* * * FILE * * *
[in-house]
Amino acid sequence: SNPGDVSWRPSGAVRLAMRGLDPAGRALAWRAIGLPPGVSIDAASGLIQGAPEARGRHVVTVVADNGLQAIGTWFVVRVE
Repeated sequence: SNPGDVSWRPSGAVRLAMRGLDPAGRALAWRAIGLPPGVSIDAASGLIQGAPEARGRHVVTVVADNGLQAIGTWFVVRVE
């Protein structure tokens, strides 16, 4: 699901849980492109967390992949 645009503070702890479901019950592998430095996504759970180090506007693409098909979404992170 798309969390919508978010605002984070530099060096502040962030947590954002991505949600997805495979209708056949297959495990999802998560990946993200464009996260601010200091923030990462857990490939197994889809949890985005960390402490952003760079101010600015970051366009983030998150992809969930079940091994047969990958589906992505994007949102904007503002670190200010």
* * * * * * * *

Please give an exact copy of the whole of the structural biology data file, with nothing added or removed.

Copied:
[in-house]
Amino acid sequence: SNPGDVSWRPSGAVRLAMRGLDPAGRALAWRAIGLPPGVSIDAASGLIQGAPEARGRHVVTVVADNGLQAIGTWFVVRVE
Repeated sequence: SNPGDVSWRPSGAVRLAMRGLDPAGRALAWRAIGLPPGVSIDAASGLIQGAPEARGRHVVTVVADNGLQAIGTWFVVRVE
């Protein structure tokens, strides 16, 4: 699901849980492109967390992949 645009503070702890479901019950592998430095996504759970180090506007693409098909979404992170 798309969390919508978010605002984070530099060096502040962030947590954002991505949600997805495979209708056949297959495990999802998560990946993200464009996260601010200091923030990462857990490939197994889809949890985005960390402490952003760079101010600015970051366009983030998150992809969930079940091994047969990958589906992505994007949102904007503002670190200010």